16 Full Copyright Statement...................................52 16 Full Copyright Statement...................................54
Table of Figures Table of Figures
Figure 1 - RDMA Security Model....................................9 Figure 1 - RDMA Security Model....................................9
2.1 Issues 2.1 Revision History
This section is temporary and will go away when all issues have 2.1.1 Changes from -03 to -04 version
been resolved.
Issue: Guidance for application protocols like NFS which * Removed "issues" section because all issues have been
implement security <TBD>.........................................40 resolved.
2.2 Revision History * Completed section "Applications Which Provide Security"
by providing a cross reference to channel bindings.
2.2.1 Changes from -02 to -03 version * Substantial rewrite of Section 11 Appendix A:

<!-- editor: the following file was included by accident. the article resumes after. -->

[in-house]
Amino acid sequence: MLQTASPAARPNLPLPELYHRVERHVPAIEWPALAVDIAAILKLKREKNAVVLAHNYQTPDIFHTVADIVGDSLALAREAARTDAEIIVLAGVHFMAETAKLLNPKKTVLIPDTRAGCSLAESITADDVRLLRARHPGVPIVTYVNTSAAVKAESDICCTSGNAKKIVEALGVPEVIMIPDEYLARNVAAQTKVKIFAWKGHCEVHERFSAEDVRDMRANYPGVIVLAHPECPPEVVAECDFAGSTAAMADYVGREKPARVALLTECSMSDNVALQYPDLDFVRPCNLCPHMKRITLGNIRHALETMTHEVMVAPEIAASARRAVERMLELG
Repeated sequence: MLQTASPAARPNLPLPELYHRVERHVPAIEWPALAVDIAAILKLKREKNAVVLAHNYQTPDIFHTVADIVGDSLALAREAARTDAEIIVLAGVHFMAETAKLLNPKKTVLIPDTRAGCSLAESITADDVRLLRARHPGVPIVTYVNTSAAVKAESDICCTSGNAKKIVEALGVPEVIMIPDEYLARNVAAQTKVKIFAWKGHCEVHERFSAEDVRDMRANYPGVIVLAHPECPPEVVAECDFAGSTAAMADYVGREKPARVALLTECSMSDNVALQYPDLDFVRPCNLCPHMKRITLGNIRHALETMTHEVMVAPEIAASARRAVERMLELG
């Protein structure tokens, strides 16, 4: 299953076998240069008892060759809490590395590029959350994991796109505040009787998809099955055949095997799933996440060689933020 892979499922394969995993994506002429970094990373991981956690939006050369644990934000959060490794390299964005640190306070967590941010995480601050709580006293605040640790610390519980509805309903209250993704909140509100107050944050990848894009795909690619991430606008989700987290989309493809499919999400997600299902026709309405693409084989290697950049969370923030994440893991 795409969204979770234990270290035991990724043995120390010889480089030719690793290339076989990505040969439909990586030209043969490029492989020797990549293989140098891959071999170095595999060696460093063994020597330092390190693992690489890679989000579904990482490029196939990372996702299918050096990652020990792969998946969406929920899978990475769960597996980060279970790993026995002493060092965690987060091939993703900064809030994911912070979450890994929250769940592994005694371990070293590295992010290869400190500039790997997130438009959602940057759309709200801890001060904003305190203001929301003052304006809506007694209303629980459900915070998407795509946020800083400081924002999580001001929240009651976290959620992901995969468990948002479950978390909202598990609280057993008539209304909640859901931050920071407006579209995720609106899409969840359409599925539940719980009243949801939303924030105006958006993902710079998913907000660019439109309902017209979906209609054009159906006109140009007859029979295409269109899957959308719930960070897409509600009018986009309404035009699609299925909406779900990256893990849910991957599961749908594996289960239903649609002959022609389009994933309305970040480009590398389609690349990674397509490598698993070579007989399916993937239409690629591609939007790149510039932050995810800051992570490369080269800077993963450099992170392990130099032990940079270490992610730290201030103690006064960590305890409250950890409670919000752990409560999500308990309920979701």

Implementing Client/Server Protocols. Retargeted it to
focus on server application requirements, rather than
RNIC requirements.
* Changed "IPSec" to "IPsec" everywhere to match the RFC.
* Added new ULP requirement in section 7.5.2.4 Attacking
the RDMA Read Request Queue.
* Reviesed Sectio 12 Appendix B: Summary of RNIC and ULP
Implementation Requirements slightly to add one ULP
requirement and one RNIC requirement which is stated in
the document but was missed in this summary.
2.1.2 Changes from -02 to -03 version
* ID changed from Informational to Standards Track. This * ID changed from Informational to Standards Track. This
caused previous RECOMMENDATIONS to be categorized into caused previous RECOMMENDATIONS to be categorized into
the categories of MUST, SHOULD, MAY, RECOMMENDED, and in the categories of MUST, SHOULD, MAY, RECOMMENDED, and in
one case, "recommended". one case, "recommended".
* Completed Appendix B: Summary of Attacks to provide a * Completed Appendix B: Summary of Attacks to provide a
summary of implementation requirements for applications summary of implementation requirements for applications
using RDDP and for RNICs in Appendix B: Summary of using RDDP and for RNICs in Appendix B: Summary of